How big a challenge is presented by the task of removing CO2 from the atmosphere in accordance with climate targets? How far have we progressed to date? And what kinds of skills will meeting this challenge require? This article offers a few thoughts from Dr Richard George, Chief Data Scientist at Faethm AI, a software-as-a-service analytics firm with a focus on technology and skills.
Carbon capture is becoming big business. We all know why. But it’s important we dive into the figures to assess the scale of the challenge.
First things first, there’s CO2 levels. Recent figures indicate that we are at 419 parts per million CO2 – a figure that’s 0.4% up from last year, even in the context of reduced economic output from the recent pandemic. You have to go back a long way to the last time we reached these levels on Earth; 2.6 million years in fact, when humans didn’t even exist yet.
Us human beings have been around for a ‘mere’ 300,000 years, but for most of that time, average CO2 levels have stood at about 280ppm. It’s only in the last 200 years, since the invention of machines that pump out greenhouse gas emissions, that this figure has started escalating rapidly, and caused global temperatures to rise. These emissions will continue to increase too, further contributing to temperature change. In turn, escalating temperatures will lead to severe weather and rising sea levels that will be irreversible for hundreds of years.
So what is the energy sector doing to address this? Despite further investment in renewable energy, fossil fuel usage is still increasing, and it’s expected that fossil fuels will remain the dominant form of energy by the end of this century. If humanity wishes to see the next century, this has to change urgently, and we simply have to reduce the CO2 in our atmosphere.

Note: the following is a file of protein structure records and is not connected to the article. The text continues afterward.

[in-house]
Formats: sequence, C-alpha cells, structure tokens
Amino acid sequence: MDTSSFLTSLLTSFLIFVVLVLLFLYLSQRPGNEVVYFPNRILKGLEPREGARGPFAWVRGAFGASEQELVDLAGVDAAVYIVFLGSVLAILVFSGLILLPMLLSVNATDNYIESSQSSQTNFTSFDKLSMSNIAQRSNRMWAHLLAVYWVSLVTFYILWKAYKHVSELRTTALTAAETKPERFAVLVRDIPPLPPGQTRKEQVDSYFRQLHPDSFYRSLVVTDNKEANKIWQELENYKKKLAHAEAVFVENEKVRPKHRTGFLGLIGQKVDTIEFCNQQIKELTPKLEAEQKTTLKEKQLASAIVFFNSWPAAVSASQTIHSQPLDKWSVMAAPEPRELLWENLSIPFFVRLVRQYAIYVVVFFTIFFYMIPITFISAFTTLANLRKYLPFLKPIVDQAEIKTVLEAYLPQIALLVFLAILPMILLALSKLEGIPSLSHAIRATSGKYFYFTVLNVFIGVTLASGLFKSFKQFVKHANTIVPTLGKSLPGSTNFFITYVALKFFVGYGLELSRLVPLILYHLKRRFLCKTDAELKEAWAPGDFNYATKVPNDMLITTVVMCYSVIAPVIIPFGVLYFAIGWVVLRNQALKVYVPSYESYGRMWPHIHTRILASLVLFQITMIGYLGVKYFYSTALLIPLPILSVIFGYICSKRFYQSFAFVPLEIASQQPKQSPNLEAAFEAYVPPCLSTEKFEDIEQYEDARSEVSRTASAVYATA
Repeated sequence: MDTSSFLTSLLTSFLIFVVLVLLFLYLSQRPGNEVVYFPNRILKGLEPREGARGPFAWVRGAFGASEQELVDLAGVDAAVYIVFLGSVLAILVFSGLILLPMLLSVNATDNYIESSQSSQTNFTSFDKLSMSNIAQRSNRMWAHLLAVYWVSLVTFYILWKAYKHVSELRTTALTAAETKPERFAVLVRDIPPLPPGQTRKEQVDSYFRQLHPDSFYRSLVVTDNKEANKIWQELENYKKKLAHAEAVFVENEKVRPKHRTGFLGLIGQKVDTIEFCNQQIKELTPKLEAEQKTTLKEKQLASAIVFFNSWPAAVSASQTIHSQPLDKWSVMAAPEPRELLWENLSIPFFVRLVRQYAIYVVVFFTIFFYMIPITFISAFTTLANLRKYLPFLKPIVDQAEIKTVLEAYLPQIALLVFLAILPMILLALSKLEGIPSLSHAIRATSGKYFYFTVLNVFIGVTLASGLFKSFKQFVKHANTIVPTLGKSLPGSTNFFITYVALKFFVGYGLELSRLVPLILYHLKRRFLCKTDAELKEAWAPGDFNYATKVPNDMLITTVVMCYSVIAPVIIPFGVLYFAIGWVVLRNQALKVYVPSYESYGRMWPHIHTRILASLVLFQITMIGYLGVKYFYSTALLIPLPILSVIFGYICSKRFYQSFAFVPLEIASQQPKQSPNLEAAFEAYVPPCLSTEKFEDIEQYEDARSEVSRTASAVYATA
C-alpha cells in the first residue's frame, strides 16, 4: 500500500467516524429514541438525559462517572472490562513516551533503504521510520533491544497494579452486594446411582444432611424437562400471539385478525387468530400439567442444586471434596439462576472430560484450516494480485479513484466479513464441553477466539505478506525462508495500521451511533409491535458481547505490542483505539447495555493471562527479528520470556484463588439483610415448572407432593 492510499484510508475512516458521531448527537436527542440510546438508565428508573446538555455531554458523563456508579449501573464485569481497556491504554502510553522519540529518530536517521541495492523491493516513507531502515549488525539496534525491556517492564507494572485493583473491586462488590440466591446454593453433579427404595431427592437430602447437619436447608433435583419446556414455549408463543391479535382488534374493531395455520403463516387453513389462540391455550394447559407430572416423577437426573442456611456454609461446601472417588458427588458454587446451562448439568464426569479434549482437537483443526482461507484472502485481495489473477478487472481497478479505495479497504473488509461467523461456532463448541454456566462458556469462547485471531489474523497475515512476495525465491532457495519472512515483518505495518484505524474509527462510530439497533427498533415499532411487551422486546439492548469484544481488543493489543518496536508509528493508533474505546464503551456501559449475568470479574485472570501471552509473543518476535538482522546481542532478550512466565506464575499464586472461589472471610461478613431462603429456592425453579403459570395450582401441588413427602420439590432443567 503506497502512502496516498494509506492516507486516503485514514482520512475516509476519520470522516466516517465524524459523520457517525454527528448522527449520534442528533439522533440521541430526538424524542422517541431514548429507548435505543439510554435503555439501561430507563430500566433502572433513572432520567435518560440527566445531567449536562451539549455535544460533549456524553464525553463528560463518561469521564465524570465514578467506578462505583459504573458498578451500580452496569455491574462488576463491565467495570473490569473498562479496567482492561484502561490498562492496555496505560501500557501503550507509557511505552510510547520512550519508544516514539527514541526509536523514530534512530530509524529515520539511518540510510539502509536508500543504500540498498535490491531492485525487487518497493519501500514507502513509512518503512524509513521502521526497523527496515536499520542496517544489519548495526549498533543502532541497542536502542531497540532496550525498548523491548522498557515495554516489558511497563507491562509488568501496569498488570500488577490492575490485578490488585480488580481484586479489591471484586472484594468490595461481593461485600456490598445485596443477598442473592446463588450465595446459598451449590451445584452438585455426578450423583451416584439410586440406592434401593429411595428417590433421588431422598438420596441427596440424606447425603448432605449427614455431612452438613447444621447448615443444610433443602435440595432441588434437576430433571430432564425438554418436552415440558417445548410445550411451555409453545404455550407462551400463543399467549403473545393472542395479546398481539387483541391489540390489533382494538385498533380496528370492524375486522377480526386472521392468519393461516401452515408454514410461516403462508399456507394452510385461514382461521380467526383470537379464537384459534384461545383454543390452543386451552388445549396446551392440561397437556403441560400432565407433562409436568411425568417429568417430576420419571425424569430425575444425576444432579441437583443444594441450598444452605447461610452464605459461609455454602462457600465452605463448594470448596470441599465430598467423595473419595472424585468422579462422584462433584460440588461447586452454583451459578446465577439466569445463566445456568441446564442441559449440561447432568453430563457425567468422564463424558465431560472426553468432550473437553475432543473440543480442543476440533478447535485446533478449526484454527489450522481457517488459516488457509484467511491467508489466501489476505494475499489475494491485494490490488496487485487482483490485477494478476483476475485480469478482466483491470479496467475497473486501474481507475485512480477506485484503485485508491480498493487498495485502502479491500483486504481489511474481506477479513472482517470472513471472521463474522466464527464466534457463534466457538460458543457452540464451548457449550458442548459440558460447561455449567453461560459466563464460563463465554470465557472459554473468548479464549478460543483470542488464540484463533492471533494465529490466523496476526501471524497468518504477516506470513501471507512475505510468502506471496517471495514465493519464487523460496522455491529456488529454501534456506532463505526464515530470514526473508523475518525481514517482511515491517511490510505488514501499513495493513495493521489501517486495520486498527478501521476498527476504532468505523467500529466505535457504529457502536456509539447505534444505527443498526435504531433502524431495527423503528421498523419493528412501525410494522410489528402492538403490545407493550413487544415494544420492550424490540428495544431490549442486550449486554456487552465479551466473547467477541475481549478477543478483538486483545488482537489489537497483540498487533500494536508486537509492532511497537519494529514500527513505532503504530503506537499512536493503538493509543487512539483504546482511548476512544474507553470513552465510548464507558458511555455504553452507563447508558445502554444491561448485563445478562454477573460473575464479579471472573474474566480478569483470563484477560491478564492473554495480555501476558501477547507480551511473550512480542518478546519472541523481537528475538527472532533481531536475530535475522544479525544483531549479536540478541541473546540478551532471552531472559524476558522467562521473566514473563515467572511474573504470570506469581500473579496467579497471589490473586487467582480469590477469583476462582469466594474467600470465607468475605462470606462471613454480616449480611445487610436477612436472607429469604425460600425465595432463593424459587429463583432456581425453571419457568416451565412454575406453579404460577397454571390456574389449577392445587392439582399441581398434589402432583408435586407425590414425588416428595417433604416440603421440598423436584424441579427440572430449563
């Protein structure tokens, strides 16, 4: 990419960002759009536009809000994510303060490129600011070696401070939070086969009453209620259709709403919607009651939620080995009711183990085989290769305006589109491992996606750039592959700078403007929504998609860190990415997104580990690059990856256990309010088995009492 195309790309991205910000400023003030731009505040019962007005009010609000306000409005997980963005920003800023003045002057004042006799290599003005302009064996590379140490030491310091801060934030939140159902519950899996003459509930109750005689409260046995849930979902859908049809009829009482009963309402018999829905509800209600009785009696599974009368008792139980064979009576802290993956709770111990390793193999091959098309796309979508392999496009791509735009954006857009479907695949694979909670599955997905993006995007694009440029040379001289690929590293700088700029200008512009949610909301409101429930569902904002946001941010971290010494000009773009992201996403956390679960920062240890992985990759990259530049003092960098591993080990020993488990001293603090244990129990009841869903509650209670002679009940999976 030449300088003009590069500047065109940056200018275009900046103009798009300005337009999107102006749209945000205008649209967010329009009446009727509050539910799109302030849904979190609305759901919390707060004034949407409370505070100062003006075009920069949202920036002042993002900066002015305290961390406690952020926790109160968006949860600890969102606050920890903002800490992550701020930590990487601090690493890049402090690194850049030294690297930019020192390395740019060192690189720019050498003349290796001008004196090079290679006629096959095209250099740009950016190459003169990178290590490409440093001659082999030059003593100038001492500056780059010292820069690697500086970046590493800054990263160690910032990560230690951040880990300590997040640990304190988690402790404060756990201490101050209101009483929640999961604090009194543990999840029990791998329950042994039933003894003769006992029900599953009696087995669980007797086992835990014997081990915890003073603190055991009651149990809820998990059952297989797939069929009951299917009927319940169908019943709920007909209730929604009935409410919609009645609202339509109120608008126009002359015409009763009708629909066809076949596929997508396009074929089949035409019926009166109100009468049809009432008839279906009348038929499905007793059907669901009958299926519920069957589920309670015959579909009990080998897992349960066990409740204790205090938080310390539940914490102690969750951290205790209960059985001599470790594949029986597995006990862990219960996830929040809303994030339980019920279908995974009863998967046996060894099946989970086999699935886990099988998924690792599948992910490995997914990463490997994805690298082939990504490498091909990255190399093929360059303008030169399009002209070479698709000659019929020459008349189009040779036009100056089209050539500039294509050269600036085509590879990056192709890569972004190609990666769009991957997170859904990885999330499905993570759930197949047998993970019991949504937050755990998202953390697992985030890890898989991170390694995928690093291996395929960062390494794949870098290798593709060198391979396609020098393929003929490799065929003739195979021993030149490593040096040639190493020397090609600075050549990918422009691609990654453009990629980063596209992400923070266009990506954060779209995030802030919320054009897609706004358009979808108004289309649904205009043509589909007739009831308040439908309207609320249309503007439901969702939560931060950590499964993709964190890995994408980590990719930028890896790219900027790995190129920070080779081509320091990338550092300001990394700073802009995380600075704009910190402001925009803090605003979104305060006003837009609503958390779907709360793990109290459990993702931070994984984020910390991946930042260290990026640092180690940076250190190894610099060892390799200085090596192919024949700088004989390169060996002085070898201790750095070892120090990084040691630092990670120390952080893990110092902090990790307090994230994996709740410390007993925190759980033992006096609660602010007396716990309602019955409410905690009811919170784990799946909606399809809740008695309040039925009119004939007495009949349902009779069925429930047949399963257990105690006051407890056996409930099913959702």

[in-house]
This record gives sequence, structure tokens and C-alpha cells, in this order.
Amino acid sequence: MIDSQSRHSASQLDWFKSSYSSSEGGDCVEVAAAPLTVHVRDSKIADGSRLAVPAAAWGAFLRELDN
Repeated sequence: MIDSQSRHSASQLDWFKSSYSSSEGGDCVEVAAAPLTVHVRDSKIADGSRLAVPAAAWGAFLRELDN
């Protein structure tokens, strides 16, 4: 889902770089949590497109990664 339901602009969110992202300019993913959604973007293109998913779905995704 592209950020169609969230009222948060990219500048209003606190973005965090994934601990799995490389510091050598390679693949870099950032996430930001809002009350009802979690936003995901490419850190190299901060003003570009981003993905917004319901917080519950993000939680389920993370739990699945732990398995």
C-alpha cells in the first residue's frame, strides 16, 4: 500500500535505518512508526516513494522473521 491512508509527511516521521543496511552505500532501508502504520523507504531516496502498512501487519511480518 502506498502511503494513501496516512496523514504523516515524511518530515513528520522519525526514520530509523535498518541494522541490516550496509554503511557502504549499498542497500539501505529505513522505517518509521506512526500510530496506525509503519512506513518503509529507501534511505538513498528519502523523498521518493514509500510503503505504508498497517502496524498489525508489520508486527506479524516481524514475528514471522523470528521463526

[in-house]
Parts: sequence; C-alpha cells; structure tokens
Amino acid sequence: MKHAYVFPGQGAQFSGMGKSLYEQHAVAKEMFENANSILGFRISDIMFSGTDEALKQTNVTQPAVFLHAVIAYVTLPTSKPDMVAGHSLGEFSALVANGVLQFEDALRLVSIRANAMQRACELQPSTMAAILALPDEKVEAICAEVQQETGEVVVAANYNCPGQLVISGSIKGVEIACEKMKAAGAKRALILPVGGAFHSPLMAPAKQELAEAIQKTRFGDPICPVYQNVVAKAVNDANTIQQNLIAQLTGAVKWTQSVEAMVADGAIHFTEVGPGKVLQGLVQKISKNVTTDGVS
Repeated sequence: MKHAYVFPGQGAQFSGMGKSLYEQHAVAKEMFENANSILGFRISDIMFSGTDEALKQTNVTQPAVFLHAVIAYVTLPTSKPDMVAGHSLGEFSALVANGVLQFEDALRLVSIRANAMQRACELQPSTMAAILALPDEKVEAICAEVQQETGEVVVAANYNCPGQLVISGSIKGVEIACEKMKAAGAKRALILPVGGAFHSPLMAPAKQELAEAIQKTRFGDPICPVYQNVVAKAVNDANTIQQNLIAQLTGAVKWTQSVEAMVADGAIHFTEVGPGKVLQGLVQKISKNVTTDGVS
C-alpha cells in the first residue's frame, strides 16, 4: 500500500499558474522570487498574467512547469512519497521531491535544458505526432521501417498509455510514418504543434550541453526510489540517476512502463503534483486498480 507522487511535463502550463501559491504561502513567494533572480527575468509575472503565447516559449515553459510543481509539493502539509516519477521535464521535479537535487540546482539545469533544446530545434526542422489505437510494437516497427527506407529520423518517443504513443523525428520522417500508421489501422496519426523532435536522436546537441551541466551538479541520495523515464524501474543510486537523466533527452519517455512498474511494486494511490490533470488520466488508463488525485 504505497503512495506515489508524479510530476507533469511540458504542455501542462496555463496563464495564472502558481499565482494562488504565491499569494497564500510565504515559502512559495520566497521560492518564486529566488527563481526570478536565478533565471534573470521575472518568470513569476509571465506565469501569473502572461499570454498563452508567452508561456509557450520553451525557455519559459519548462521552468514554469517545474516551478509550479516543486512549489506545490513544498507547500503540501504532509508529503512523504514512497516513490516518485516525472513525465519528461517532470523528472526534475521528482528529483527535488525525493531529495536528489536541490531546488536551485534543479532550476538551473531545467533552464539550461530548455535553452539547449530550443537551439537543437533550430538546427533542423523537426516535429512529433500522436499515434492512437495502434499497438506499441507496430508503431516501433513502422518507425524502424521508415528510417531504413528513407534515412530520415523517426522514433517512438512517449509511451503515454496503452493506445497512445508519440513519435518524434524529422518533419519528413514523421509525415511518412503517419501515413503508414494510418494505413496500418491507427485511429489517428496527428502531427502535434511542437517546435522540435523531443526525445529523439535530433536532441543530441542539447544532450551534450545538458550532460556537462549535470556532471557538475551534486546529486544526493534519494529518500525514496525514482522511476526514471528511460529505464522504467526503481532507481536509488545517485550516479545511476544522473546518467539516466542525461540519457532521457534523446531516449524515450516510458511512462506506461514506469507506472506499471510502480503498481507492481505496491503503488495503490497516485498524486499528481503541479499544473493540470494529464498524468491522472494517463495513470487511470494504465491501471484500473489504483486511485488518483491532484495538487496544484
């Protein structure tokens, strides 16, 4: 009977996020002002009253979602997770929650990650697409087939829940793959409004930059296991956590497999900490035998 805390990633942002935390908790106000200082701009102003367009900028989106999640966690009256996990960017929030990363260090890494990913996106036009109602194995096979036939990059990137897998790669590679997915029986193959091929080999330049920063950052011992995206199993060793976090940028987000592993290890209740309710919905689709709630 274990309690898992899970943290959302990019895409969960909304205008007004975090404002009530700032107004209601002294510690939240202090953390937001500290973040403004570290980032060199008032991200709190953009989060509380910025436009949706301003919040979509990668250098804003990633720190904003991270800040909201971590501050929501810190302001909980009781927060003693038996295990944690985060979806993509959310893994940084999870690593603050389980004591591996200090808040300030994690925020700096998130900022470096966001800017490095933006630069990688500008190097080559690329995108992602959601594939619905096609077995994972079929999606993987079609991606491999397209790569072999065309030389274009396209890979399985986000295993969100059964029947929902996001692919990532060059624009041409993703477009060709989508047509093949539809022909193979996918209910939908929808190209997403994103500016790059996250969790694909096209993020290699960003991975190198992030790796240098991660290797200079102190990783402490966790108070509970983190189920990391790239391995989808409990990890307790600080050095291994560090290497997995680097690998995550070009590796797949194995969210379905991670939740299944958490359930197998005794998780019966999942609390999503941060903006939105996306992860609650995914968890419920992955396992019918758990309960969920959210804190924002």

Climate change strategy is the proposed solution, and almost every model suggests that we sequester gigatons of CO2 from the atmosphere. But even if we manage to reduce emissions, we will still be required to remove 100-200 Gigatons of CO2 in the next 30 years. Carbon capture will have to accelerate rapidly, then, if we are to avoid a catastrophe induced by climate change.
As of yet, most firms have done little to address this need, but this is likely to change as higher penalties are introduced. The Bank of England, for example, recently warned businesses to start bracing themselves for substantial price increases of carbon as the world looks to eliminate greenhouse gas pollution. The search for new carbon capture technologies to offset emissions is on, and set to create a new industry labelled ‘Carbon Capture and Sequestration’ (CCS for short) that will drive a climate-economy jobs growth.
CCS and the rise of the engineer